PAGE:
Tag Archives: Faith in Public Life

CIVIL RIGHTS: PCUSA endorses sign-on letter opposing Mississippi discrimination

Earlier this week, Pax Christi USA endorsed and signed onto the following letter, circulated by Faith in Public Life.

As evangelicals, mainline Protestants and Catholics we are alarmed by the pending Mississippi bill that would allow virtually anyone, including businesses, to discriminate against customers in the name of religious liberty. We call on Mississippi and all states to abandon legislation that threatens democracy, civil rights and religious freedom itself.

These misguided efforts eerily echo Jim Crow laws that robbed African Americans of their basic human dignity.  Businesses once barred not only blacks, but Jews and Asians from buying homes in certain neighborhoods or eating in restaurants even after Supreme Court rulings overturned segregation laws.

We must not allow faith to be used in the service of discrimination.

When we seek to codify legislation that discriminates against any class of people—no matter our diverse theological beliefs about marriage—we tarnish the treasure of religious freedom and the highest ideals of our democracy. Most of all, we are complicit in violating the Golden Rule that unites us as Christians—to love God and our neighbor as we love ourselves.

LABOR JUSTICE: Ask Congress to raise the minimum wage to $10.10 per hour

From Interfaith Worker Justice and Faith in Public Life

Pax Christi USA has signed onto this letter asking Congress to increase the federal minimum wage to $10.10 per hour. In addition, PCUSA supports raising the tipped wage to at least 70% of the minimum wage.

Click here to read the letter and sign on today.

FEDERAL BUDGET: Catholic leaders tell Rep. Ryan to stop distorting Church teaching to justify budget

by Casey Schoeneberger, Faith in Public Life

Nearly 60 prominent theologians, priests, nuns and national Catholic social justice leaders released a statement today refuting Rep. Paul Ryan’s claim that his GOP budget proposal reflects Catholic teaching on care for the poor, which he made in an interview earlier this week with the Christian Broadcasting Network. The group of Catholic leaders — including a former high-ranking U.S. Conference of Catholic Bishops official, a priest in Rep. Ryan’s district and the leadership team of the Sisters of Mercy of the Americas — called on Ryan to “reconsider his radical budget proposal and refrain from distorting Church teaching.”

“If Rep. Ryan thinks a budget that takes food and healthcare away from millions of vulnerable people upholds Catholic values, then he also probably believes Jesus was a Tea Partier who lectured the poor to stop being so lazy and work harder,” said John Gehring, Catholic Outreach Coordinator at Faith in Public Life. “This budget turns centuries of Catholic social teaching on its head. These Catholic leaders and many Catholics in the pews are tired of faith being misused to bless an immoral agenda.”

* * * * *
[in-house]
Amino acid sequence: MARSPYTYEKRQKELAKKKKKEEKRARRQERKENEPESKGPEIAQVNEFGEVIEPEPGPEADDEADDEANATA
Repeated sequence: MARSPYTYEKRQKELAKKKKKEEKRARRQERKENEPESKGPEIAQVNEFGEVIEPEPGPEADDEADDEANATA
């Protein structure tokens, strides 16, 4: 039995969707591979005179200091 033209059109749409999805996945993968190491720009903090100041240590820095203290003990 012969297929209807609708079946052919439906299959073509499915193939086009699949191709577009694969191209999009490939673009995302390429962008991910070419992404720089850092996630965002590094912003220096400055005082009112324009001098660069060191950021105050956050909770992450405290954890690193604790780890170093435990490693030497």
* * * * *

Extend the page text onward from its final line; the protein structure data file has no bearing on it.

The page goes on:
The leaders wrote: “Simply put, this budget is morally indefensible and betrays Catholic principles of solidarity, just taxation and a commitment to the common good. A budget that turns its back on the hungry, the elderly and the sick while giving more tax breaks to the wealthiest few can’t be justified in Christian terms.”

(Sr. Patricia Chappell, SNDdeN, Executive Director of Pax Christi USA, signed onto this statement.)

Click here to read the entire article.

ECONOMIC JUSTICE: War on the working poor

By John Gehring, via the blog, Bold Faith Type

Conservatives are often quick to accuse progressives of engaging in “class warfare” for supposedly promoting policies that “redistribute wealth.” The charge, of course, is rich with hypocrisy. Economic inequality has reached the worst level since the Great Depression. The 400 richest Americans now have more wealth than half of all Americans combined. The number of people relying on food stamps is at a record high. If there’s class warfare, it’s the working poor and the middle class who are the casualties of an increasingly radical conservative economic agenda.

In Nevada, the Las Vegas Chamber of Commerce is pushing to repeal the state’s minimum wage. Representative Darrell Issa, a California Republican, has proposed a bill that would effectively cut the minimum wage in states where it was higher than the federal threshold by allowing employers to count health benefits toward wages. A flurry of state legislatures are weighing cuts to the Earned Income Tax Credit, which primarily benefits the working poor…